• For combination or multipoint boilers - The pressure may be too high. Our cartridges are designed to control static pressure to up to approximately 7 - 10 bar depending on your model. Note that pressures can increase at night by an additional 30%. If pressures do approach the maximum limit then a 'Pressure Reducing Valve' must be fitted. This also applies for pressure surges.

However, if none of the above relate to your problem please contact Gainsborough Customer Services by email or phone us on: 01959 560760.

Temperature fluctuations - no blend of water

- The hot and cold supplies may be reversed. Check supplies to ensure hot and cold are to the correct inlets.

- Supplies may be unbalanced. Check to ensure that supplies are from balanced sources. E.g. Gravity-fed hot water and mains-fed cold water. This is an unbalanced system and not suitable for a Gainsborough shower.

Fluctuating temperature or reduced flow rate

Try the following steps to solve the problem:

- The shower head or hose may be blocked:

  1. Descale the shower using a vegetable based descaler.
  2. Remove the hose and run the shower to establish if flow increases - if flow increases without the hose attached, the hose may be twisted or collapsed and will require replacing.

- Check for air in the system (Gravity-fed systems only):

  1. Remove the shower head from the hose (anti-clockwise) and place the open end of the hose at its lowest point (in the bath or shower tray).
  2. Set the temperature on the shower control to the MAXIMUM COLD POSITION.
  3. Turn the shower on.
  4. Gradually start to increase the temperature, slowly blending in the hot water. Keep doing this until you reach the maximum hot position. *Important: If at any stage the water pulsates, splutters or surges, stop moving the temperature control and wait till both the flow and temperature stabilise.
  5. Once you have reached the MAXIMUM HOT POSITION, keep it running on this setting for about 20 seconds (ensuring the flow and temperature are stable).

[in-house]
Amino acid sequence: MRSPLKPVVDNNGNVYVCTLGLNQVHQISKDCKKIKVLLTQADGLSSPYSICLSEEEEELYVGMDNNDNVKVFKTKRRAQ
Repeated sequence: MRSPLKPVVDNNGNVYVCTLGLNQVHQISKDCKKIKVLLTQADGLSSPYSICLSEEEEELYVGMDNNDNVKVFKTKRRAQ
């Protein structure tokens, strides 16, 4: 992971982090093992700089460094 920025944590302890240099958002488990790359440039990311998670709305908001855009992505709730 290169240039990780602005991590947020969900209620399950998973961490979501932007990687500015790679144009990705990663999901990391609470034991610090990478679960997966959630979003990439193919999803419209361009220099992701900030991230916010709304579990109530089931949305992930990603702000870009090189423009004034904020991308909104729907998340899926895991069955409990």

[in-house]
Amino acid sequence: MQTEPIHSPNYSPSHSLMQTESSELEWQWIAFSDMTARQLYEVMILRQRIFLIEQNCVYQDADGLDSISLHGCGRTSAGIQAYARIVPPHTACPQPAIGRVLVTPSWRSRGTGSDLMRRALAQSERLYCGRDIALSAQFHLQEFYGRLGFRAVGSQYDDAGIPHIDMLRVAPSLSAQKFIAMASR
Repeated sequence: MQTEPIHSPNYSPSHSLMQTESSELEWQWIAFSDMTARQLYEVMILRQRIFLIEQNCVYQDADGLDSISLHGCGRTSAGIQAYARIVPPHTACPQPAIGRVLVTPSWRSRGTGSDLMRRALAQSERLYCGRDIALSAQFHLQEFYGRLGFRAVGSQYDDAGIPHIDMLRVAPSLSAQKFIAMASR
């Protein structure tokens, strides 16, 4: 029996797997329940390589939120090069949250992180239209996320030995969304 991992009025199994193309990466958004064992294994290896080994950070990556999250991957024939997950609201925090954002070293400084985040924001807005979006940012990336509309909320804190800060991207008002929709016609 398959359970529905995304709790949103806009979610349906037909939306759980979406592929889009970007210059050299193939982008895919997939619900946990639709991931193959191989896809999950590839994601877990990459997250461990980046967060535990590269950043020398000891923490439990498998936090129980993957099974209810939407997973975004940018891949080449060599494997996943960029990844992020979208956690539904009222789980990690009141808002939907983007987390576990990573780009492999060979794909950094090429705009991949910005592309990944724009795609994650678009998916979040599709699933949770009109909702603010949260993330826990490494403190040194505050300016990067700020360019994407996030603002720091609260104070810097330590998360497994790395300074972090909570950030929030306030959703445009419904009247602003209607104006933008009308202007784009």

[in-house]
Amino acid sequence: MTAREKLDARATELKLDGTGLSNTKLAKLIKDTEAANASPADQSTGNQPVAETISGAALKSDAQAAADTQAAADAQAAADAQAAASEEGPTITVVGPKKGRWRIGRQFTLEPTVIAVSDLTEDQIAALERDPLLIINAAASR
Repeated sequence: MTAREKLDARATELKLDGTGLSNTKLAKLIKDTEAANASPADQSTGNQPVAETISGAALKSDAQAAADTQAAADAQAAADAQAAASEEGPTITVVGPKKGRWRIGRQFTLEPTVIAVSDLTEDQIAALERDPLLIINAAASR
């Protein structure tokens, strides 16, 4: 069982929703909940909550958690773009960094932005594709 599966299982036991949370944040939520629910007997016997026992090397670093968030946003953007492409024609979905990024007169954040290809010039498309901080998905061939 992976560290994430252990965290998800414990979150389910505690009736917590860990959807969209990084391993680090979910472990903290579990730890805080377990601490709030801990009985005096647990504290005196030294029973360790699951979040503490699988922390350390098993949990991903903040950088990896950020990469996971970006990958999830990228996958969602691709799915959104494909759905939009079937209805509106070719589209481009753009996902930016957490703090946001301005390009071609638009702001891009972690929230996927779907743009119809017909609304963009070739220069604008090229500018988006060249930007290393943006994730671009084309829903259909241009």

6. Finally, do the opposite. Start blending in the cooler water, following the same procedure until you again reach the MAXIMUM COLD POSITION.

- Ensure the cylinder thermostat is between 50-65 degrees C.

- Check other outlets in the property are not being used at the same time as the shower.

- If on a combination boiler it may not be modulating properly.

  1. Check at another hot outlet in the property. The best one to test is at the bath tap.
  2. Fully open the tap and wait for a while, carefully check that the water temperature remains constant and at a good hot temperature. Any fluctuation at this outlet will identify the problem to be with your boiler.
  3. Another test is to open a hot outlet fully, run the water till the temperature remains hot and stable, reduce the flow on the outlet by approximately 30% and again wait for the temperature to remain stable. If the temperature is not hot or fluctuates, this could indicate a boiler fault.

The shower is running cold

- Check to ensure there is a hot supply available at your other hot outlets.

- Check for air in the hot supply and for a possible kinked hose. Refer to instructions in the fluctuating temperature or reduced flow rate section.

Can I use a cylinder flange when installing one of your showers?